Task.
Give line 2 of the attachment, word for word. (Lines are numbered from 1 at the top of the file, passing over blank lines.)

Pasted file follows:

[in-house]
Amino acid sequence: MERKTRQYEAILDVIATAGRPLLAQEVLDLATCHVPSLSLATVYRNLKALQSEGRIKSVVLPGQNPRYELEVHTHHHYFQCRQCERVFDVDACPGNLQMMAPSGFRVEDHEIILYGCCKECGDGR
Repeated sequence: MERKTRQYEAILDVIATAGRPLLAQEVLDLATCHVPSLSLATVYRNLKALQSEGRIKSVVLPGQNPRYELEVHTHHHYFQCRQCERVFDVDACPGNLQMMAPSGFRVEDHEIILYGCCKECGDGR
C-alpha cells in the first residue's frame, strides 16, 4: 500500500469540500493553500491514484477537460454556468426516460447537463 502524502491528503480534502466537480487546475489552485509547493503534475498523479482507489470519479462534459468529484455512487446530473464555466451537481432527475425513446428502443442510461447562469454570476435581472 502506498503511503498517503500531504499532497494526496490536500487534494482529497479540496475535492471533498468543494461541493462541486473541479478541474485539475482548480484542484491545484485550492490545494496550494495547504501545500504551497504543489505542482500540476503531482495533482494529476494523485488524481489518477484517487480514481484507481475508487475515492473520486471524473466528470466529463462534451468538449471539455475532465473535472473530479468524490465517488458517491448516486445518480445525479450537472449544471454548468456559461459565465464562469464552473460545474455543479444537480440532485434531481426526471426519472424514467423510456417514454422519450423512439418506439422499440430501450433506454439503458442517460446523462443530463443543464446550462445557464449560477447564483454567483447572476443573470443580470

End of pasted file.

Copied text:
Amino acid sequence: MERKTRQYEAILDVIATAGRPLLAQEVLDLATCHVPSLSLATVYRNLKALQSEGRIKSVVLPGQNPRYELEVHTHHHYFQCRQCERVFDVDACPGNLQMMAPSGFRVEDHEIILYGCCKECGDGR